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Create a Backyard Habitat

by Ann Mason
The Challenge

Creating a backyard habitat is a way to invite back to your yard the native plant and wildlife species displaced when the land where you live was developed for human use. Loss of habitat caused by deforestation, water pollution, and residential and commercial development threatens wildlife biodiversity and is a leading cause for population decline of endangered species. You can help if you create a backyard wildlife habitat to share your space with native wildlife. Backyard habitat can be developed in even the smallest of spaces, and you can make small changes that will not only attract wildlife to your yard, but will ensure that you maintain a healthy yard for various species to live.

A beautifully manicured lawn may impress the neighbors, but it can be detrimental to wildlife struggling to survive in your area. Chances are that the four elements vital to wildlife--food, clean water, shelter, and a place to raise young--were altered or destroyed when your home was built. Creating a backyard ecosystem means providing these four necessary elements by reintroducing natural resources and native plant species to your yard that can support native wildlife. You may already have a few of these elements in place, and developing your backyard habitat will not be a major project. Or you may be ready to overhaul your backyard and want to incorporate these wildlife-friendly elements into your plan. Whatever the scope of your project, you should know that even a few small changes will attract wildlife to your yard.

Your backyard was not always a place for family barbeques and seemingly endless yard work. It was once a natural habitat and part of a larger ecosystem that sustained diverse plant and animal species for as long as you can probably imagine. By taking the time to create a backyard wildlife habitat, you will make wildlife feel at home again, and your family and friends will enjoy the increased presence of your natural neighbors.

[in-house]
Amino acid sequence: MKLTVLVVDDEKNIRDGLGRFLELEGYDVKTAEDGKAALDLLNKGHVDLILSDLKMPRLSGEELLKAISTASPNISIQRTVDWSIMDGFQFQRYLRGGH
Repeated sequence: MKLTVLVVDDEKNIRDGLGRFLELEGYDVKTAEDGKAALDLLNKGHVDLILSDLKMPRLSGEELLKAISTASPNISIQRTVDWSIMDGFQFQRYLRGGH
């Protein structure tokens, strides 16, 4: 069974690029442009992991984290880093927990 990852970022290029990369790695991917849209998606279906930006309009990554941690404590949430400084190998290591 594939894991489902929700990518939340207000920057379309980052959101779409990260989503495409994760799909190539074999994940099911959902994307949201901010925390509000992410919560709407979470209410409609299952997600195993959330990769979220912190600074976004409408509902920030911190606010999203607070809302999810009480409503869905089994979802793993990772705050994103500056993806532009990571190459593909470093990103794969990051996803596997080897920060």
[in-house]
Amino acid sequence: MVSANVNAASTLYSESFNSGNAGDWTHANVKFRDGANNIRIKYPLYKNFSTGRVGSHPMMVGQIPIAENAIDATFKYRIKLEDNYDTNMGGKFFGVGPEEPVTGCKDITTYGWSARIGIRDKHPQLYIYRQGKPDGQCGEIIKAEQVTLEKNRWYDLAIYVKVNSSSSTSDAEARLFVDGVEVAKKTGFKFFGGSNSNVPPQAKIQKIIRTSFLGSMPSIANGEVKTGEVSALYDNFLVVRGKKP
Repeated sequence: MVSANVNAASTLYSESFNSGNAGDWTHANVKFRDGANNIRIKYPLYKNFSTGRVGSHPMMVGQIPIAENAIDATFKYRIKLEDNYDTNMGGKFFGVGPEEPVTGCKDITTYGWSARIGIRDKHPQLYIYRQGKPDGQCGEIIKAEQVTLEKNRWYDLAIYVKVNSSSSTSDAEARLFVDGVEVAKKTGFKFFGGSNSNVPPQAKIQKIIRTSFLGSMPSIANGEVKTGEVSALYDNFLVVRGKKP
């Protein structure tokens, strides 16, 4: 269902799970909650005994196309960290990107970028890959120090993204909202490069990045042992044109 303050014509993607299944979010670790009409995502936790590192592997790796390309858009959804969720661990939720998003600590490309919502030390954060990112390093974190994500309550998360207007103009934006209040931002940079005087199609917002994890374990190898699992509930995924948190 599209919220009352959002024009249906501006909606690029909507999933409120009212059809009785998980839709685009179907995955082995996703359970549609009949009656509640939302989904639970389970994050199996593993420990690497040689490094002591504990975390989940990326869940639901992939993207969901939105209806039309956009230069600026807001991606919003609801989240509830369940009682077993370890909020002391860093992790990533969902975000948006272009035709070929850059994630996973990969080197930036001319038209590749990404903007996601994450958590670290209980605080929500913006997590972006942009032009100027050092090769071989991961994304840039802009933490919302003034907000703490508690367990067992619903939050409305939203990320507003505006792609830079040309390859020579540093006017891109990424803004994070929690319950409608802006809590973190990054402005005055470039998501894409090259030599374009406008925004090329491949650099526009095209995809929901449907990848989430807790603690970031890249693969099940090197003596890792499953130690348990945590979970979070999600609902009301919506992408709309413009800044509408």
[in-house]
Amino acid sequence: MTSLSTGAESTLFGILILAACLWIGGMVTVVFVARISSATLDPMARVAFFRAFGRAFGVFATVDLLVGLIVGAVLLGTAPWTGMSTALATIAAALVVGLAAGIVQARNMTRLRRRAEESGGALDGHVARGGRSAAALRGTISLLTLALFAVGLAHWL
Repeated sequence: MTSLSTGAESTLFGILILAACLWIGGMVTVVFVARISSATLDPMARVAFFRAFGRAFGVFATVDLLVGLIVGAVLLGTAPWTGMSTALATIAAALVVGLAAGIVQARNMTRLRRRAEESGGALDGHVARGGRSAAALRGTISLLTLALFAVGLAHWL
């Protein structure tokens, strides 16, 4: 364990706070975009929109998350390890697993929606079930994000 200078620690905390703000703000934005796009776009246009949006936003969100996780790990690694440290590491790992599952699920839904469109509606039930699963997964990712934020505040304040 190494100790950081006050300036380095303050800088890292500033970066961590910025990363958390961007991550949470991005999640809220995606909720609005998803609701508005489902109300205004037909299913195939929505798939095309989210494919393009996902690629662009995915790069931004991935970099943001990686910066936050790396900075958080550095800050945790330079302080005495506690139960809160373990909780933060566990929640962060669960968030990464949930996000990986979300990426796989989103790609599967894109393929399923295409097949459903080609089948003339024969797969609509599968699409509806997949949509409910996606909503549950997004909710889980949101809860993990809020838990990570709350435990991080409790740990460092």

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  • Step 1:  Consider whether or not you currently have a healthy yard.
  • Step 2: Make a list of what you already have in place, what you would like to improve, and what you will need to add to your yard. Create a plan for your new backyard habitat and put it into action as your time and budget permit. A backyard wildlife habitat uses native plant species. The National Audubon Society and Plant Native provide a list of regional resources to find out which plants are native to your area.
  • Step 3: If you choose, you can certify your wildlife garden or yard with the National Wildlife Federation. Once your yard becomes certified, you will receive a certificate from the National Wildlife Federation recognizing your backyard as a part of the National Registry of Backyard Wildlife Habitat sites and receive a sign to post in your yard. The National Wildlife Federation will also send a press release to your local paper to publicize your achievement and encourage other homeowners in your area to create backyard wildlife habitats.

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